There's something in the air...and it's giving you hay fever. It could be pollen, dust, cigarette smoke, air pollutants, or a combination of many things. Whatever your particular cocktail may be, it can cause symptoms that run from annoying to absolutely debilitating.
But what if a change in diet could help alleviate, or potentially even avoid, hay fever?
Hay fever is the result of the immune system launching an offensive against an allergen. It's the immune system gone haywire. And if you're worn down, the immune system is easily thrown off. You get colds because you can't fight off the bad bugs; you get hay fever because your body overreacts to harmless substances. If you're supporting your body's defenses, they're less likely to go wrong. Here are five nutrients that can help support those defenses:
Dry eyes and nasal passages are perfect places for inflammation to happen. If you're hydrated, the mucus membranes can better do their job of stopping allergens before they get into your system. Get at least a liter of water a day, and make the rest of your fluids caffeine and alcohol free.
One important way to support the immune system is to get plenty of antioxidants like lycopene, beta-carotene, lutein, vitamin C, and selenium. Antioxidants work with the immune system as it scavenges for intruders. Kale and other leafy greens, broccoli, sweet potatoes, and citrus fruit are excellent sources of antioxidants.
3. Vitamin E
Shown to reduce the sensitization to allergens by suppressing the immune cells that cause allergic symptoms, vitamin E plays a unique role in helping with hay fever. Another antioxidant, sources of vitamin E include avocados, olives and olive oil, leafy greens, and nuts. An ounce of almonds meets half your daily recommended intake for Vitamin E!
An important key in regulating the immune system, some studies have linked zinc deficiency and nasal allergies. Red meat, poultry, dark meat, and oysters are excellent sources of zinc. The zinc found in plant foods, however, may be bound to phytates, making it more difficult to absorb. Vegetarians will need to eat more nuts, cereal grains, and legumes to get the zinc they need.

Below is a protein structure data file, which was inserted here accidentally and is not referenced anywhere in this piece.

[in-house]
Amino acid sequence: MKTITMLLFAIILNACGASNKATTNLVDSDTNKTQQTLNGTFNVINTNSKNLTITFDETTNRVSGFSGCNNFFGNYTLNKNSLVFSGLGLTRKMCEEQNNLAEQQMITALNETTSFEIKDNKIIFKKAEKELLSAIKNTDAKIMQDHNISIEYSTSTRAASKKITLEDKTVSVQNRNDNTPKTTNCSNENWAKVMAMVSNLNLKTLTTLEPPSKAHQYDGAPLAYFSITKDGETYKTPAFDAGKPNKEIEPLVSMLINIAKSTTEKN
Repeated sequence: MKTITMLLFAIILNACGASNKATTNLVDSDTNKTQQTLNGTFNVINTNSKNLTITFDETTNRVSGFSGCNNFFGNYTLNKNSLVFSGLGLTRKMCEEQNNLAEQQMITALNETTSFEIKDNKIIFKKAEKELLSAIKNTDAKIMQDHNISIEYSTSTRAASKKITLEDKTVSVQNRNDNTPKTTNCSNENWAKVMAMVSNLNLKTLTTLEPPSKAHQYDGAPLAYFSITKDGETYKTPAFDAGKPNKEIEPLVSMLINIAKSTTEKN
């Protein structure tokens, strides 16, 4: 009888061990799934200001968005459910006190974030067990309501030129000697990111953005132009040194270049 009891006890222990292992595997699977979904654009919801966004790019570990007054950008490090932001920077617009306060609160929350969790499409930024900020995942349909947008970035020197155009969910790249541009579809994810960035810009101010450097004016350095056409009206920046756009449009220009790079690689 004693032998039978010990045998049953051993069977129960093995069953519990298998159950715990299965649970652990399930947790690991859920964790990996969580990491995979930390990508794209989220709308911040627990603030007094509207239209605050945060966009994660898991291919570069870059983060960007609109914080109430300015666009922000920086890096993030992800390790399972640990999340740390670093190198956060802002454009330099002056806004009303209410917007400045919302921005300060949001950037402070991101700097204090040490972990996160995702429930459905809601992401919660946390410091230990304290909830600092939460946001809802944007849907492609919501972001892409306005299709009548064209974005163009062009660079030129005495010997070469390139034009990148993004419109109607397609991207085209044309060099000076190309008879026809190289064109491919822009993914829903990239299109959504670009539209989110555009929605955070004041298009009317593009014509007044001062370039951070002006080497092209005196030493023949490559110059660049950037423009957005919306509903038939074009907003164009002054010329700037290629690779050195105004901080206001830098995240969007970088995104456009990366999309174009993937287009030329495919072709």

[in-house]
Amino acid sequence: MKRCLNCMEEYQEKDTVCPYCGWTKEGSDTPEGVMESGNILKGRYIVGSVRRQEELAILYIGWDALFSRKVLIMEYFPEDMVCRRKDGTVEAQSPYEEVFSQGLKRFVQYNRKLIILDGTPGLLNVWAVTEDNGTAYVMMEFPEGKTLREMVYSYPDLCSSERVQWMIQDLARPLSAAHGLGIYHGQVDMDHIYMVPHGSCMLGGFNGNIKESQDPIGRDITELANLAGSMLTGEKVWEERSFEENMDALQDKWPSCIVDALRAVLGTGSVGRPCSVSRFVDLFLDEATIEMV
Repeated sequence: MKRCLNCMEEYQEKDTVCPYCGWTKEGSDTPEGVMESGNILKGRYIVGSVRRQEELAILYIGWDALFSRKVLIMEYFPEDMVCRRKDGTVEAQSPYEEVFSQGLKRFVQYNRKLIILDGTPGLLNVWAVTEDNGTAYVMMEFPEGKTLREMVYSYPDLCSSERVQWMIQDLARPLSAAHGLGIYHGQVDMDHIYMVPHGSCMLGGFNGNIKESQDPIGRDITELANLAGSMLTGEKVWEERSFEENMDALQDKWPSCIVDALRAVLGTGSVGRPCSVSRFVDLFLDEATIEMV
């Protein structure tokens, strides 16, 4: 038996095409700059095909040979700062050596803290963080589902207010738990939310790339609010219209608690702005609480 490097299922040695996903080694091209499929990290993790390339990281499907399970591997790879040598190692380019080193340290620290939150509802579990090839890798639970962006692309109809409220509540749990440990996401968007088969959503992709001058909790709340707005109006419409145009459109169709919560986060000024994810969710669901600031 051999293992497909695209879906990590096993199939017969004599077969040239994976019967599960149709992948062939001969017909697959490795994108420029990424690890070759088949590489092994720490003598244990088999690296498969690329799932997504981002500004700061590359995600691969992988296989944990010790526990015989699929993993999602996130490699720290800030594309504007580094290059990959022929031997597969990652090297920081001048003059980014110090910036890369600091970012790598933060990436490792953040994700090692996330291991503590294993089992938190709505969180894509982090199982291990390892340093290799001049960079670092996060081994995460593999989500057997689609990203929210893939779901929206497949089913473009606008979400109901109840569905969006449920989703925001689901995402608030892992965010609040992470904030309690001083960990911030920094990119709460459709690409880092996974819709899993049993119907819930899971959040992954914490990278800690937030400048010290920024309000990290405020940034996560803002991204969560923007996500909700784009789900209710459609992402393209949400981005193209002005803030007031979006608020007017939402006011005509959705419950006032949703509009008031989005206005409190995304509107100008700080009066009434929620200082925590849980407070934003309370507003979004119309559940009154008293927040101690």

5. Fish Oil
The omega-3 fatty acids DHA and EPA, found in fish, are anti-inflammatory. The western diet is high in the pro-inflammatory fatty acids found in vegetable oils and animal fats. Since hay fever is an inflammatory reaction, DHA and EPA can help to balance your body's immune system and decrease allergic reactions. The best sources of these omega-3's are fatty fish such as salmon, herring, and sardines. Two servings of fish per week or about 2 grams of fish oil, if you prefer the supplement, has been recommended by the Harvard School of Public Health.
Jennifer Webb, MS, RD, CNSC is a practicing dietitian and freelance writer based out of Southern California. She has been practicing medical nutrition therapy for the past five years. Prior to her career in nutrition, she received a degree in early childhood development. She has combined her two passions, nutrition and family, into a career educating people about the impact food can have on health across the lifespan. She is currently a dietitian at a top children's hospital and runs a private practice. Her private practice specializes in family nutrition therapy, a technique that focuses on changing family habits to lead them to lifelong healthy lifestyles. Contact Jennifer at firstname.lastname@example.org.